It is often said by Democratic party politicians and pundits that “demography is destiny” when arguing that the changing ethnic makeup of the United States will result in a permanent majority for their party for the foreseeable future.
We were meant to get a preview of this in Texas during the past election cycle. That failed to materialize. And with the choice of Wendy Davis as gubernatorial candidate, and of abortion as the cause célèbre, it felt instead like demagoguery was destiny. With that type of focus on abortion, Democrats will have increasing difficulty with the changing electorate.
A survey by Public Religion Research Institute was released last Friday that shows how Hispanic millennials are far more pro-life than their white counterparts. “How Race and Religion Shape Millennial Attitudes on Sexuality and Reproductive Health” reported that 54% of Hispanic millennials responded that they believed abortion should be illegal in most or all cases, compared to 45% who believe it should be legal.
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More than a quarter of the Hispanic respondents said that abortion was a critical issue to them, the largest percentage of all the ethnicities. They were most likely to view abortion as morally wrong. 55% also said that abortion should not be covered by most healthcare plans.
The issue of the changing electorate was echoed in an article written by Democratic strategist and former Clinton political director Doug Sosnick this titled “America’s Hinge Moment.” It was primarily an elaboration on the “States of Change” report produced by the Center for American Progress, American Enterprise Institute, and The Brookings Institution. The report focused on the ascendance of the millennial vote and ultimately of the minority vote in a future, minority-majority America.
Sosnick says that America is undergoing a paradigm shift with a scope not seen since the Industrial Revolution. He doesn’t specifically mention the words “Latino” or “Hispanic,” but says that this “shifting reality” is due to immigration specifically from Mexico, Central America, and the Caribbean. As evidence of this tectonic shift, he lists as examples the swing states of Colorado, Florida, Nevada, Ohio, and Virginia.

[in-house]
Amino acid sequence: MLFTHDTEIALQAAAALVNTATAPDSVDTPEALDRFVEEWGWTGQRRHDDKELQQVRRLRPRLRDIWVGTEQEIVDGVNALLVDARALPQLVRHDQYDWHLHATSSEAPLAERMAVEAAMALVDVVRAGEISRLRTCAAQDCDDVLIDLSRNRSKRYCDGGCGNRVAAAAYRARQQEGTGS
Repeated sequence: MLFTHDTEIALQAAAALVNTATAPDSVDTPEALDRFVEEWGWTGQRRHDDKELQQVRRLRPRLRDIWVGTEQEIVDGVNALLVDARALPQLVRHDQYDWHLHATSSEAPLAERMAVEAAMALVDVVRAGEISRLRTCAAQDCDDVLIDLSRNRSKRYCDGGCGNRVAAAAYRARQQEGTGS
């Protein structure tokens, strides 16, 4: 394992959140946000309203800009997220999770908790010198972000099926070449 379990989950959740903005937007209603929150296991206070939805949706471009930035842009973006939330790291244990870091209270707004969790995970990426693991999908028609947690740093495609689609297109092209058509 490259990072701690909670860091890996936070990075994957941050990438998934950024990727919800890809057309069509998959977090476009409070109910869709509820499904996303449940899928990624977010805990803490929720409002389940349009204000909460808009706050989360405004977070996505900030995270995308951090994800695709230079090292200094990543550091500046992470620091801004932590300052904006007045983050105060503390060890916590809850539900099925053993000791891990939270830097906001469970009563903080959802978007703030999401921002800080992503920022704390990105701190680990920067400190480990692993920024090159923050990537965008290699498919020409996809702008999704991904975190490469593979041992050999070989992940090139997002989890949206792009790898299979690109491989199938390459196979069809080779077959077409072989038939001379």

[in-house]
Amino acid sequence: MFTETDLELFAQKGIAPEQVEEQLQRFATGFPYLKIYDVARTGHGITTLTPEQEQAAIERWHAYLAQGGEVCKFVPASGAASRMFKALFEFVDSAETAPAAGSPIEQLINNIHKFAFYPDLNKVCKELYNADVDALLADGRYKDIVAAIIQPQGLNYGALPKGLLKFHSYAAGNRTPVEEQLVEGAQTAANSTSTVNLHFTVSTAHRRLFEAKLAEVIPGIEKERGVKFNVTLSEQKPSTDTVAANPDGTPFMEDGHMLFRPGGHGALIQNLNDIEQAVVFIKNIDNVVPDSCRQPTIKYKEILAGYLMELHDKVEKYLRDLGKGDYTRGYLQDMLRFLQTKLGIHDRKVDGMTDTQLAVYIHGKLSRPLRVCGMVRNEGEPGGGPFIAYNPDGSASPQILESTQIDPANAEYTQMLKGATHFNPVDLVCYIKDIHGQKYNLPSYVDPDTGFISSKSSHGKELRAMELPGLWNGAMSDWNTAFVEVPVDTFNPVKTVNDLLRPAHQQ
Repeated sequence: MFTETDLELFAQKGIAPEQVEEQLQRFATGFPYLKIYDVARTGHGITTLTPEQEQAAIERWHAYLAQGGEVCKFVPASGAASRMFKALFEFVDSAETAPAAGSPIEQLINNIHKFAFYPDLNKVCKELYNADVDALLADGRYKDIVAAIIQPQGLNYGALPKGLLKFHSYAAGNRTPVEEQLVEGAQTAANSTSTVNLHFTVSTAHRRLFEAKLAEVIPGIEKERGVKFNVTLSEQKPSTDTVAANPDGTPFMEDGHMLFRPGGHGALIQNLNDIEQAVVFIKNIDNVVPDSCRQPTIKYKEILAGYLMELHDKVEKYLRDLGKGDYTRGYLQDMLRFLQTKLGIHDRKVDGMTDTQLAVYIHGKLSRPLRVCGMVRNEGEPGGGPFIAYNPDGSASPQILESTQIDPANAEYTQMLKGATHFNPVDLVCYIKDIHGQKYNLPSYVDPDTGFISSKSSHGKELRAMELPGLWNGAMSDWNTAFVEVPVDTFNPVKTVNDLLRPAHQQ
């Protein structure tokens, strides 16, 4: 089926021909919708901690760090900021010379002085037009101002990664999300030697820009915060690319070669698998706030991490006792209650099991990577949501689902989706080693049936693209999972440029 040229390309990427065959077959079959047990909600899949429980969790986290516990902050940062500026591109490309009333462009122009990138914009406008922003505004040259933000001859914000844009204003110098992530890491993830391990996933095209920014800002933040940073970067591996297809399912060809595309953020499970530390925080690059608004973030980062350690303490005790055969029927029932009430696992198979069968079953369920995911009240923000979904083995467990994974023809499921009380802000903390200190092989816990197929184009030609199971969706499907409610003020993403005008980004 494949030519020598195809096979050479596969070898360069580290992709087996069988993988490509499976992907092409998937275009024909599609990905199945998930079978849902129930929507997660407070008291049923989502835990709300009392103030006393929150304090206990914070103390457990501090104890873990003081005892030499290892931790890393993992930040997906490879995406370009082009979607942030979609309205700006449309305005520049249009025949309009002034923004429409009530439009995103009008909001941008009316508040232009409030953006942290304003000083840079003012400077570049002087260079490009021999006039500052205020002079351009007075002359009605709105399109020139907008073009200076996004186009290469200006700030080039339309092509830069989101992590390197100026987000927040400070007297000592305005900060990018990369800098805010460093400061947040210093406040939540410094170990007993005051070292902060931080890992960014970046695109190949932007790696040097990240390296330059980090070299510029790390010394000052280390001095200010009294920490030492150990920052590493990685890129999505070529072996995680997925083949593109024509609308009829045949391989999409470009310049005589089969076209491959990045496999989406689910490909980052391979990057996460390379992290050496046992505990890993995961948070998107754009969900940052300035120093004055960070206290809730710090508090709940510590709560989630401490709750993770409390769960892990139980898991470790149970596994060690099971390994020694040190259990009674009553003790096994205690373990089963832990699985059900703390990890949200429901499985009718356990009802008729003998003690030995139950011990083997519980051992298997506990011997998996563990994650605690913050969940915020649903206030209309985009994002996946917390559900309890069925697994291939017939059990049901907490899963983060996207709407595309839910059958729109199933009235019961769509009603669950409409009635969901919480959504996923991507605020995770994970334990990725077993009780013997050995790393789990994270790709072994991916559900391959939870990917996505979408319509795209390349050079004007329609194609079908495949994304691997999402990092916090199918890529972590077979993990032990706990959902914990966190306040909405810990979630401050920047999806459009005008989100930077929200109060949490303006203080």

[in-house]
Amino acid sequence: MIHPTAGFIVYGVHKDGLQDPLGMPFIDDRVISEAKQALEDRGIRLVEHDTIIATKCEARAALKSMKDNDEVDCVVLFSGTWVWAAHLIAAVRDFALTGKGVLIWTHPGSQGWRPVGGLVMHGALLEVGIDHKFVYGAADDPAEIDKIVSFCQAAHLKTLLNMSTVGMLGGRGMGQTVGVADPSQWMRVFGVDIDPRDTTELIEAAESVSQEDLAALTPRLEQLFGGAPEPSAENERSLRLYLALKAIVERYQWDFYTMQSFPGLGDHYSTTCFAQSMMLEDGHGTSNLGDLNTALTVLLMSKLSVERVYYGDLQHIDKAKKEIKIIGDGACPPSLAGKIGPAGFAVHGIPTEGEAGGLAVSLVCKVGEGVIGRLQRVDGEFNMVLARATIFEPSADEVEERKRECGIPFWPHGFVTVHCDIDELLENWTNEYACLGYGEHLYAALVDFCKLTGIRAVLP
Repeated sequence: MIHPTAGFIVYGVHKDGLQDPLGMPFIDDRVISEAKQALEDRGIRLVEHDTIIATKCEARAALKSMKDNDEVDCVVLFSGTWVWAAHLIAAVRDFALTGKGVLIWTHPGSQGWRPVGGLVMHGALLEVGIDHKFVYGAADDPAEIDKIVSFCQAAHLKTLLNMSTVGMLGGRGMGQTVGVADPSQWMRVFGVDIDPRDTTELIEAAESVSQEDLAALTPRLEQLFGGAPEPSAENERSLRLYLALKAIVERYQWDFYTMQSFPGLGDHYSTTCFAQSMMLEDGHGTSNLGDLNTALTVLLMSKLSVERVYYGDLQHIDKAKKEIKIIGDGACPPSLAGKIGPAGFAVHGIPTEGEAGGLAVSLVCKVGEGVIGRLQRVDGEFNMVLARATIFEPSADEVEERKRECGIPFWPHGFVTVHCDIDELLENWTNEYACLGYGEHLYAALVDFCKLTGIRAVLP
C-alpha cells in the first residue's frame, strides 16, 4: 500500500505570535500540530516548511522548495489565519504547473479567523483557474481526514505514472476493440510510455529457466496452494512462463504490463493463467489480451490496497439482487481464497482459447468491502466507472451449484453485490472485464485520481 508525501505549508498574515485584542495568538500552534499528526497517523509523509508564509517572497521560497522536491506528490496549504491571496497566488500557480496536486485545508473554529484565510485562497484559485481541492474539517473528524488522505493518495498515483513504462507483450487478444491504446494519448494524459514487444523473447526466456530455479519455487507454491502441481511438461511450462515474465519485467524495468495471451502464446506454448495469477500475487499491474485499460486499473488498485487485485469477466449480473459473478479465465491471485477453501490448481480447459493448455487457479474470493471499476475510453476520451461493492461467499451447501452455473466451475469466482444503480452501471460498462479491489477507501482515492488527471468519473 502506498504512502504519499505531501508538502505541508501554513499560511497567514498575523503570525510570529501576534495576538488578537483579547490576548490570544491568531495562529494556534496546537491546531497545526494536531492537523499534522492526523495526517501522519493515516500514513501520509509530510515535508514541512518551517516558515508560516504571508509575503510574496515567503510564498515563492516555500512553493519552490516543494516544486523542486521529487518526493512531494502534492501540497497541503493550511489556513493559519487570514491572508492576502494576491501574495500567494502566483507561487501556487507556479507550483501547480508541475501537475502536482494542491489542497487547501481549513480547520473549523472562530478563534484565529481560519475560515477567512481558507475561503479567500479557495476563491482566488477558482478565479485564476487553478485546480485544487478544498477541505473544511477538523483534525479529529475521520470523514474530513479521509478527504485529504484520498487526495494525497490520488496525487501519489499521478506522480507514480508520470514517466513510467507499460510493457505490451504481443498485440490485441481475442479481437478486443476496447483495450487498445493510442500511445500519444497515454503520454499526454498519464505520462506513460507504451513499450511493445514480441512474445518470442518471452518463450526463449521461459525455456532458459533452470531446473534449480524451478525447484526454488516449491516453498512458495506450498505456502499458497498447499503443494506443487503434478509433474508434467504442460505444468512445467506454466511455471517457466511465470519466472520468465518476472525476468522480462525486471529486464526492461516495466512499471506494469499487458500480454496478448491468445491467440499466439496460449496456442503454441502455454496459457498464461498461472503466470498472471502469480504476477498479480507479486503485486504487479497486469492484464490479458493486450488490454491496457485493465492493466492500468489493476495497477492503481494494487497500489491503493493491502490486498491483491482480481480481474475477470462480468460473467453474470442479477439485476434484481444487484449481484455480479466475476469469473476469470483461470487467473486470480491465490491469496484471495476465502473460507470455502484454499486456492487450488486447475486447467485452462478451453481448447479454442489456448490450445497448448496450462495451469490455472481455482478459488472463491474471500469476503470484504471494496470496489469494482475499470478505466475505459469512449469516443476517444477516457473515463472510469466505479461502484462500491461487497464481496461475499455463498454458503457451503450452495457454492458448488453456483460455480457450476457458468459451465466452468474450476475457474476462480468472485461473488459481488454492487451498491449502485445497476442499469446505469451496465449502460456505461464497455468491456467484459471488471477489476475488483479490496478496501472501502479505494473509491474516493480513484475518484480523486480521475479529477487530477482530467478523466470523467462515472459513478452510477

Let’s take Virginia as an example and the two last big contests in the Commonwealth. In 2014, Ed Gillespie lost to Mark Warner by less than one percent of the vote despite the presence of a Libertarian on the ticket. In 2013, Republican Ken Cuccinelli lost to Terry McAuliffe by only 2.5%, again with a Libertarian on the ballot who garnered 6.5% of the vote.
Consider also the analysis of Allison Kipicki and Will Irving of the New York Times showing that the Latino vote was inconsequential in Obama’s 2012 victories in several states, Virginia included.
These recent, extremely narrow victories for Democrats are not solid evidence that changing ethnic makeup has moved the political needle. Virginia already has a a mostly Democratic past (Republican gubernatorial victories there have been the exception rather than the norm, even in the last decade), and there many other factors at play.
This is not to say that the ethnic makeup of the United States is not changing. That is true. But all of this shows that pro-lifers have a great deal to be optimistic about. If we continue our work of identifying, informing, and activating pro-life people, then our country is about to experience a groundswell of young, pro-life voters.
To call something “the Latino vote” is to mistakenly make a singularity of a diverse and changing population. The issue of abortion could well prove this point.